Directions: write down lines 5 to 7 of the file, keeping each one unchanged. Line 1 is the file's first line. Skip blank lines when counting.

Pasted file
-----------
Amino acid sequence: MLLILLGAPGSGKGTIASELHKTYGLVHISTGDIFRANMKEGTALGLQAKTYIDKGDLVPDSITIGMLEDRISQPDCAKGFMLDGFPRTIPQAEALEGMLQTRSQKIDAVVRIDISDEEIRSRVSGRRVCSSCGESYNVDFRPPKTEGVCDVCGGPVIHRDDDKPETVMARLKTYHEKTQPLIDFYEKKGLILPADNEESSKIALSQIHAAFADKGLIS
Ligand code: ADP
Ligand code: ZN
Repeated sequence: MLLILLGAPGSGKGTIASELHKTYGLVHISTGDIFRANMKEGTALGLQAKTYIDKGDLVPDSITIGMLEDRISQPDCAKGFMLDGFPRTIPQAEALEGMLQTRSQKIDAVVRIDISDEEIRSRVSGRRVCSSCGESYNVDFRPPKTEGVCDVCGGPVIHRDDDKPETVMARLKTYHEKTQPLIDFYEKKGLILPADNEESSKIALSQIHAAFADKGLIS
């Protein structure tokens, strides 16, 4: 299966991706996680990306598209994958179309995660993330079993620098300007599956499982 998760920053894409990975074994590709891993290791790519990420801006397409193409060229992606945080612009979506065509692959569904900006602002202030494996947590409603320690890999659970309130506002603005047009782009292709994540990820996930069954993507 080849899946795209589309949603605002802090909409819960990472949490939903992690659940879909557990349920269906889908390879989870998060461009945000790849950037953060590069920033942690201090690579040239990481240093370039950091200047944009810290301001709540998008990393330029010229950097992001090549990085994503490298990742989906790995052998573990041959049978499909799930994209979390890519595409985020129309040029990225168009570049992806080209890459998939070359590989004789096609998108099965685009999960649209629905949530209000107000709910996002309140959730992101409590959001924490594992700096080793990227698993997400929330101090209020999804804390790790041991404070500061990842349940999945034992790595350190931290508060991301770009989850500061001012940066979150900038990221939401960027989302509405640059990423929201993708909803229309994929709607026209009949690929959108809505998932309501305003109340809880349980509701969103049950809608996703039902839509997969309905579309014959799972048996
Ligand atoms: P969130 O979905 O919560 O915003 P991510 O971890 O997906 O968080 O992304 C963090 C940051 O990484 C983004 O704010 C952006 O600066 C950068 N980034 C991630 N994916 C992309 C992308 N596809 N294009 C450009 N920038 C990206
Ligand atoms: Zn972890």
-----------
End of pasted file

């Protein structure tokens, strides 16, 4: 299966991706996680990306598209994958179309995660993330079993620098300007599956499982 998760920053894409990975074994590709891993290791790519990420801006397409193409060229992606945080612009979506065509692959569904900006602002202030494996947590409603320690890999659970309130506002603005047009782009292709994540990820996930069954993507 080849899946795209589309949603605002802090909409819960990472949490939903992690659940879909557990349920269906889908390879989870998060461009945000790849950037953060590069920033942690201090690579040239990481240093370039950091200047944009810290301001709540998008990393330029010229950097992001090549990085994503490298990742989906790995052998573990041959049978499909799930994209979390890519595409985020129309040029990225168009570049992806080209890459998939070359590989004789096609998108099965685009999960649209629905949530209000107000709910996002309140959730992101409590959001924490594992700096080793990227698993997400929330101090209020999804804390790790041991404070500061990842349940999945034992790595350190931290508060991301770009989850500061001012940066979150900038990221939401960027989302509405640059990423929201993708909803229309994929709607026209009949690929959108809505998932309501305003109340809880349980509701969103049950809608996703039902839509997969309905579309014959799972048996
Ligand atoms: P969130 O979905 O919560 O915003 P991510 O971890 O997906 O968080 O992304 C963090 C940051 O990484 C983004 O704010 C952006 O600066 C950068 N980034 C991630 N994916 C992309 C992308 N596809 N294009 C450009 N920038 C990206
Ligand atoms: Zn972890």